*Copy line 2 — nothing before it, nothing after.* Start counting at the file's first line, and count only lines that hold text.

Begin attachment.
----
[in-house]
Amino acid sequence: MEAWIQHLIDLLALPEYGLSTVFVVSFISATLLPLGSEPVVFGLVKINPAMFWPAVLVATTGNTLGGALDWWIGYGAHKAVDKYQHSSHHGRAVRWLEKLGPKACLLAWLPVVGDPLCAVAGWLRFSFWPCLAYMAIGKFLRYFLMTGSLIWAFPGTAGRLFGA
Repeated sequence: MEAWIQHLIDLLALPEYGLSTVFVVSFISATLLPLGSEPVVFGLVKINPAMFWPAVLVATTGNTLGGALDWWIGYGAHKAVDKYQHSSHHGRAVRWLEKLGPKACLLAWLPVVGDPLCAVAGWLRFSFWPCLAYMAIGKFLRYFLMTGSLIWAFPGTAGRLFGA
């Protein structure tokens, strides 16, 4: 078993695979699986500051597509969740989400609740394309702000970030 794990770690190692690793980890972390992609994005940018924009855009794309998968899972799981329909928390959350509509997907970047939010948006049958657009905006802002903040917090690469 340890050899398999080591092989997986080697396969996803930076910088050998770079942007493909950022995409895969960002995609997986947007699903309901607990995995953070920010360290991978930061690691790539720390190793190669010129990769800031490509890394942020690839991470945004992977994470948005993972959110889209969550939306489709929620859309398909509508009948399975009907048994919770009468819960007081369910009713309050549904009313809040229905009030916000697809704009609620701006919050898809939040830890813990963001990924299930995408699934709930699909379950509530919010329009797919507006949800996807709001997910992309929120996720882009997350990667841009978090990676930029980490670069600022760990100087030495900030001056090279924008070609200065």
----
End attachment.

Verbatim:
Amino acid sequence: MEAWIQHLIDLLALPEYGLSTVFVVSFISATLLPLGSEPVVFGLVKINPAMFWPAVLVATTGNTLGGALDWWIGYGAHKAVDKYQHSSHHGRAVRWLEKLGPKACLLAWLPVVGDPLCAVAGWLRFSFWPCLAYMAIGKFLRYFLMTGSLIWAFPGTAGRLFGA